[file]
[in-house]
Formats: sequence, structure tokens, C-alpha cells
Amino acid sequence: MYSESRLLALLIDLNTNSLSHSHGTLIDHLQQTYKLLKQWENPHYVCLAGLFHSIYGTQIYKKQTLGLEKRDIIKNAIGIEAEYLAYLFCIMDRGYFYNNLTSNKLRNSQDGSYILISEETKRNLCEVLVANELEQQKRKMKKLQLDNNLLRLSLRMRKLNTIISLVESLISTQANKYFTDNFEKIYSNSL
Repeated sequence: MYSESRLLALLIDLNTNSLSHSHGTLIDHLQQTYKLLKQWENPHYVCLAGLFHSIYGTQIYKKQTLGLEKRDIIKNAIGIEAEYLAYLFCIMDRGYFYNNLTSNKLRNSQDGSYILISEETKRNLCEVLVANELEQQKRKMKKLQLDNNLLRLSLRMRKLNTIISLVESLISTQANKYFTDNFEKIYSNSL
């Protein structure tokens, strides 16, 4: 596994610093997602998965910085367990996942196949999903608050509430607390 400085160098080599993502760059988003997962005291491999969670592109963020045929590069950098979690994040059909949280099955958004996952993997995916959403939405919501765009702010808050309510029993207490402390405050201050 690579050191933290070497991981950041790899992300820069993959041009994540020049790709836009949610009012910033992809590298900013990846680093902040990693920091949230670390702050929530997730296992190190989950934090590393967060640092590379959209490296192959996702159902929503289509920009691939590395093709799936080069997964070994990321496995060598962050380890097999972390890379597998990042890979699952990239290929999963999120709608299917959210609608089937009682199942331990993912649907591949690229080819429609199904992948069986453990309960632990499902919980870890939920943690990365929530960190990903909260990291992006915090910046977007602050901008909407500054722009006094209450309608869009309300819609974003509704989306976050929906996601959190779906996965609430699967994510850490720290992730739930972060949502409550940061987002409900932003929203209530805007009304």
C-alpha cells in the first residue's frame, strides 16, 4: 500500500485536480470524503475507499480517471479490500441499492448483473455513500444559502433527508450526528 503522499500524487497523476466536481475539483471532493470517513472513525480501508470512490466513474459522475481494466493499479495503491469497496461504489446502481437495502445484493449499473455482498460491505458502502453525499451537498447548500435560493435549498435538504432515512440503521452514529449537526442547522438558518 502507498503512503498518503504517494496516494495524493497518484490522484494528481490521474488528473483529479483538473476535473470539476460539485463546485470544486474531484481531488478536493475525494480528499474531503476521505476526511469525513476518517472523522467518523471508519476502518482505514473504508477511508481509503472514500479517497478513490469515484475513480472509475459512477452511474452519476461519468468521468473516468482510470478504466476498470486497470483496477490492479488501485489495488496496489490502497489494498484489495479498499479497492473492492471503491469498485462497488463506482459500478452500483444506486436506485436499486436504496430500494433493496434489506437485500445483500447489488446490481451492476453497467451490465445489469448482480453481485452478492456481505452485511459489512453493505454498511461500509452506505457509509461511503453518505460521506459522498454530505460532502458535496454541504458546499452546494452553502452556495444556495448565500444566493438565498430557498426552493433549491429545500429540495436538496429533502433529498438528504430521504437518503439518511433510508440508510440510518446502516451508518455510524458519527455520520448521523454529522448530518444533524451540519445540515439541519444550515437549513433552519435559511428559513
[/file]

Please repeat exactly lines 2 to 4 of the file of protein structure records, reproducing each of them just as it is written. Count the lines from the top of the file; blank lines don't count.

Formats: sequence, structure tokens, C-alpha cells
Amino acid sequence: MYSESRLLALLIDLNTNSLSHSHGTLIDHLQQTYKLLKQWENPHYVCLAGLFHSIYGTQIYKKQTLGLEKRDIIKNAIGIEAEYLAYLFCIMDRGYFYNNLTSNKLRNSQDGSYILISEETKRNLCEVLVANELEQQKRKMKKLQLDNNLLRLSLRMRKLNTIISLVESLISTQANKYFTDNFEKIYSNSL
Repeated sequence: MYSESRLLALLIDLNTNSLSHSHGTLIDHLQQTYKLLKQWENPHYVCLAGLFHSIYGTQIYKKQTLGLEKRDIIKNAIGIEAEYLAYLFCIMDRGYFYNNLTSNKLRNSQDGSYILISEETKRNLCEVLVANELEQQKRKMKKLQLDNNLLRLSLRMRKLNTIISLVESLISTQANKYFTDNFEKIYSNSL